• In Search of a Javascritpt WYSIWYG HTML Editor that Doesn\’t Suck

    The title says it all. I’m looking for a Javascript-based What-You-See-is-What-You-Get HTML editor that doesn’t suck. I fell in love with HTMLArea when I bought my copy of Radio back in 2001. I’ve since used HTMLArea 2 which is pretty decent but is IE only. Until recently I had been tracking the HTMLArea 3 pre-releases which worked in both IE and Mozilla and were beginning to deal with things like copy/paste content from newer versions of Microsoft Office products that embed all that nasty XMLish markup. The other day I went to to see if there was a new beta release only to find that the lead contributor had mothballed the project:

    htmlarea 2 and 3 have been discontinued. They were free wysiwyg editors that were distributed on this site. Visit the directory to find similar products.

    What a bummer. The source is still in CVS, and I’m hoping that a leet Javascripter will take over the project, because HTMLArea 3 seemed pretty darn stable and quite near release. I’ve looked quickly at a bunch of possible replacements, but each one seems to have a showstopper. RTE is quite good for when you need a small, simple, compact editor, but it has its quirks. For instance, it’s an editable iframe instead of a layer over textarea, so there are some limits to the script-fu you can do with it. Don’t get the post title wrong, RTE does not suck at all, but it has its limitations.

    And so I ask you, dear reader, what the heck are you using these days for something like this? While I take the time to look closer at the lists of editors that I’ve glossed over before, I’d love to hear from you. Feel free to drop me a line (matt at ooiio dot com) or take a look at my JavascriptWyswiygHtmlEditors page and add your two cents. Please help, I’m at my wits end!

  • Apache2 and PHP5 in Less than 10 Minutes

    This weeks Debian Weekly News featured a link to some unofficial debs of PHP5. I’ve been meaning to tinker with PHP5 for some time now and jumped on the opportunity to do so.

    I took a fresh and minimal Debian Testing install (updated from a tiny stable install) and added the following line to my /etc/apt/sources.list:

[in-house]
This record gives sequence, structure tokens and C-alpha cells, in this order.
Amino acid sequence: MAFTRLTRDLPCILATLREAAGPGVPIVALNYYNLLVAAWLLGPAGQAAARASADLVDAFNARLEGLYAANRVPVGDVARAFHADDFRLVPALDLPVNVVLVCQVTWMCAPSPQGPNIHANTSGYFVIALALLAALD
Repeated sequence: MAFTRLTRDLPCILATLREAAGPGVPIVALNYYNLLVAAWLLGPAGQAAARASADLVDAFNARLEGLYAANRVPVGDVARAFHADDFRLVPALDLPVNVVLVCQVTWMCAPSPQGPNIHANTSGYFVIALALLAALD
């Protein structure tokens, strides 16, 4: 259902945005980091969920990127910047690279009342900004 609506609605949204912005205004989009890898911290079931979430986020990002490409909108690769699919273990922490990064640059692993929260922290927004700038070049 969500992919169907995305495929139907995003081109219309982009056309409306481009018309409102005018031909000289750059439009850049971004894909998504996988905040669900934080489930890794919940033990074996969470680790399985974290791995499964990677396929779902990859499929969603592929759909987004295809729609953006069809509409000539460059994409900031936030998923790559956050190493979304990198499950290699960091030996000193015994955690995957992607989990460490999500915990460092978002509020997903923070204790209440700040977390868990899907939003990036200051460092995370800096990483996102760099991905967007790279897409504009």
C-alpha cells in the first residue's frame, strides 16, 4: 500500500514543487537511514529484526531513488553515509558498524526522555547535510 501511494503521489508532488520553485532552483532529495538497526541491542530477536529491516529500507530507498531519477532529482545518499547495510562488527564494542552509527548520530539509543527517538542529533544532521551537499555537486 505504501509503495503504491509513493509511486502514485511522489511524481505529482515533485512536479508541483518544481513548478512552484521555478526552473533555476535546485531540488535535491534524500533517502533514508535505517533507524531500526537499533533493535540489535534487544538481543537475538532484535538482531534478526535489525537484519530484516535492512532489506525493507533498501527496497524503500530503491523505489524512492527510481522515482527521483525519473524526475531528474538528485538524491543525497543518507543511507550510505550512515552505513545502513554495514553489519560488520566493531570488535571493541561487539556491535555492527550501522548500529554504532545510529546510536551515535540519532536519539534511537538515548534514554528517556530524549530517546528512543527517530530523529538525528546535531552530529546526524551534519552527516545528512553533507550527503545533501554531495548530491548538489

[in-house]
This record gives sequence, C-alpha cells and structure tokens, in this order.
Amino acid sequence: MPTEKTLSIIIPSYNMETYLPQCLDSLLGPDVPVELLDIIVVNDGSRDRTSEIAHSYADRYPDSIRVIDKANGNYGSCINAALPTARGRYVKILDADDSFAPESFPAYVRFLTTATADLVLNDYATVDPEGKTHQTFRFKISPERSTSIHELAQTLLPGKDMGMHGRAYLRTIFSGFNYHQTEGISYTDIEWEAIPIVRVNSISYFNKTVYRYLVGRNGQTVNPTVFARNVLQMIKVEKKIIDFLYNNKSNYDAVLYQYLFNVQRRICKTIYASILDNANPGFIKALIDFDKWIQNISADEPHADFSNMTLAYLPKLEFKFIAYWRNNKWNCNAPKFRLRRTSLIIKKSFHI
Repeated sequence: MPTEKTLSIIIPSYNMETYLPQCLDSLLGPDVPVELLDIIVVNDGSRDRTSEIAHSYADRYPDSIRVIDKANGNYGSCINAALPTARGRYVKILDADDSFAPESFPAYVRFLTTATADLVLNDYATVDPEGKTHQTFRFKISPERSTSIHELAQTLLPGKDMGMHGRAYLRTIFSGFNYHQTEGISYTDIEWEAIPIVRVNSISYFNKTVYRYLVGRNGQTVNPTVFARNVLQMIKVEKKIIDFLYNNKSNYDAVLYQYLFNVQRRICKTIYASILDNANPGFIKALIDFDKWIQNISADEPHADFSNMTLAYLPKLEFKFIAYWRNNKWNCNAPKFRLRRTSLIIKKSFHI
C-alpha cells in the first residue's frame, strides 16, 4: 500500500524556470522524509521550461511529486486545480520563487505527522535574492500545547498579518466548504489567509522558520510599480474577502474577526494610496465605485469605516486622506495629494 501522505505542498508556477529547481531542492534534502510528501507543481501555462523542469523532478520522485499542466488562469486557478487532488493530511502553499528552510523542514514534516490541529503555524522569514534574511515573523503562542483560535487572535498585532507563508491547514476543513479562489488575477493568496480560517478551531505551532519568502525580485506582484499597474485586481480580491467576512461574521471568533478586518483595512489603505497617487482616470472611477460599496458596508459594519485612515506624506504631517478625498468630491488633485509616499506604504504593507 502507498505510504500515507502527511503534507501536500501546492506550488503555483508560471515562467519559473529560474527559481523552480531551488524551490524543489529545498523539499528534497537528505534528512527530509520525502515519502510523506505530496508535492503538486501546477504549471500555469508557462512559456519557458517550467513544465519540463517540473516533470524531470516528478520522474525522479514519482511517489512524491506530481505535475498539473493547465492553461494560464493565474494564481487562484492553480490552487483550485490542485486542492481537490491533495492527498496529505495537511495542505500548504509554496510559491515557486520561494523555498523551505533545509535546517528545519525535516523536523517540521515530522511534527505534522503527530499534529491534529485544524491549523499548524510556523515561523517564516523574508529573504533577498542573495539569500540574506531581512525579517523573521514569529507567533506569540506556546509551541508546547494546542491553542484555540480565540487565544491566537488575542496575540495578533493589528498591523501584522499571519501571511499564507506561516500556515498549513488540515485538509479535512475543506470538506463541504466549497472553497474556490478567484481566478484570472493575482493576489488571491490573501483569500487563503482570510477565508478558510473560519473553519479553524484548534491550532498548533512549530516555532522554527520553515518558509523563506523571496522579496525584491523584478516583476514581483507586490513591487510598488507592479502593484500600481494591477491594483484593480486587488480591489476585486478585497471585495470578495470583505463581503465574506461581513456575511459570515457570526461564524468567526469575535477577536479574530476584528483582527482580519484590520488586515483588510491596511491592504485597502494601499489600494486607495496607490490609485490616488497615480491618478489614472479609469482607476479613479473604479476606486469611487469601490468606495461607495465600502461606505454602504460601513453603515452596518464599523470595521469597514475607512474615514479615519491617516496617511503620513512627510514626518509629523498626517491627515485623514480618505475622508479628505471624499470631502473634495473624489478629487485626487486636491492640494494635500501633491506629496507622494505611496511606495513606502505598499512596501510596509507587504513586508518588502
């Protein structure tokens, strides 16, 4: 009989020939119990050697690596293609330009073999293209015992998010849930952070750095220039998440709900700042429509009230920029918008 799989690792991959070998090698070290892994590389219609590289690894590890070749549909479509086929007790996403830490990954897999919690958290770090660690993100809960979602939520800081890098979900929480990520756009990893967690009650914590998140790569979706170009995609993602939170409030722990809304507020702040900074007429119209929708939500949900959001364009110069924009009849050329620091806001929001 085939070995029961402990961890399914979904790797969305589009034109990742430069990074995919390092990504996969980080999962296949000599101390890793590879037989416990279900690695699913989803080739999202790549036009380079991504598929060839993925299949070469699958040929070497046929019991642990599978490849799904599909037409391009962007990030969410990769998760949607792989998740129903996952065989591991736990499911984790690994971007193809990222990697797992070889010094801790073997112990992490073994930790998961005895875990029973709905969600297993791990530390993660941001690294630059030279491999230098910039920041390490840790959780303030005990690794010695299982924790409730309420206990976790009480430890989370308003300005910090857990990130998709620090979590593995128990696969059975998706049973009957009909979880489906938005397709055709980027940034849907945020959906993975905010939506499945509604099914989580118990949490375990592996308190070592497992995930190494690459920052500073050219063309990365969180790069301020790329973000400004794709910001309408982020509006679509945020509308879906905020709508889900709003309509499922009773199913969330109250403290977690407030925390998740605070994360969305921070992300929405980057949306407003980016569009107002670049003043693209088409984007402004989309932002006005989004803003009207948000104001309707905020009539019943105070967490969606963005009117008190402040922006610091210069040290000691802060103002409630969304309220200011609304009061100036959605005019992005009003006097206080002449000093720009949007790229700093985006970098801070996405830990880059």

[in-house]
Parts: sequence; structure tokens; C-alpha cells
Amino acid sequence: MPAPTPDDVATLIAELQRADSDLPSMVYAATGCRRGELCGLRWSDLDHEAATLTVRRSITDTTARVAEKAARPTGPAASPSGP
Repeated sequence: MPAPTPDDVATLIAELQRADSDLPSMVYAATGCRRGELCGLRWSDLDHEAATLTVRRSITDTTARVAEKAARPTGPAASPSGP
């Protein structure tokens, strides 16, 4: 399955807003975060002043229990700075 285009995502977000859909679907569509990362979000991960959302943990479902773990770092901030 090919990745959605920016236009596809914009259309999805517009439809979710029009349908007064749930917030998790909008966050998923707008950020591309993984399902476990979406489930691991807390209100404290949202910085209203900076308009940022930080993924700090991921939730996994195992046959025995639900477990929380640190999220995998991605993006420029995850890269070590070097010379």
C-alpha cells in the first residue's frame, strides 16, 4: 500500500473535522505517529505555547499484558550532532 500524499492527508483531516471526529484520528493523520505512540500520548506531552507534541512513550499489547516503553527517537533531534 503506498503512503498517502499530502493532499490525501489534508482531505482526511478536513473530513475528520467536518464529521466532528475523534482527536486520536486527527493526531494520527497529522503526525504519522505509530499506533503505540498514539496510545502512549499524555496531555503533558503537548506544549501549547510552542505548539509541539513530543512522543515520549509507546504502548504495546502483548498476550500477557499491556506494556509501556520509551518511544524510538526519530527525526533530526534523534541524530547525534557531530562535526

deb php5 sid

    After an apt-get update I used apt-get install to install the following packages:

    • apache2-mpm-prefork
    • libapache2-mod-php5
    • Many of the standard Apache2 modules
    • Many of the standard PHP5 modules listed here
    • A few suggested and recommended packages.

    I ran the install command with -s a few times to see what would be installed, but zero to working Apache2 + PHP5 took me less than 10 minutes. Of course this is running unofficial stuff on a Testing system (though if you ask nice enough you should be able to pull this off on an otherwise Stable distro, but why would you do that?), so use it at your own risk. I’d suggest that you not try this on a production system. Until we see PHP5 incorporated into the various distros, this might be the quickest way to give it a go.

    I’m excited to tinker with the new OOPness features in PHP5. I’ve also got my eye on a particular MVC framework called Mojavi.

    Update (1/12/2005): As some have noticed it looks like there has been some moving and shaking in this unofficial unstable php5 build. After an apt-get update; apt-get dist-upgrade a few days ago, I lost the ability to use DomDocument. I checked the dists directory and changed my sources.list to reflect sid-old.

    I changed my sources.list back to sid after noticing that there were fresh new (5.0.3-0.3) pakages dated this morning at 4am. The new packages are excellent!

    Let me say again, don’t use this on a production system. But do look around, have some fun, and get a feel for php5. Special thanks to Piotr Roszatycki (dexter) for generating these packages.

  • /me is back.

    It’s been a long couple of months and I apologize for the hiatus. It’s a long story for another day, but lets put it this way, I’m back! I’ve moved from Radio Userland to WordPress. I promise that I’ll share my (semi-painful and procrastination-ridden) migration process in due time.

    The .css that is currently driving the site is Dots by Alex King, which I’m currently tweaking. I’ve still got some random bits that I need to find and url rewrite to fit the new engine, but I’ve done my best to keep the old permalinks. If you find something that’s whacky, please drop me a line at matt at the domain Thanks!

  • MMSlib: Encode and Decode MMSes with PHP

    Via freshmeat, I spotted MMSlib this afternoon:

    Mmslib is a PHP library for encoding and decoding MMS:es. MMS is short for Multimedia Messaging Service. In short it is the successor of SMS (Short Message Service) with the enhancements that you can not only send text but basically any content type your phone can handle such as images, text, videos, ring signals and audio clips.

    I’m going to file this one away for a rainy day when I’m hacking on code at three in the morning and need to deal with MMSes in a LAMP environment.  This looks like a great little library.

  • PHP5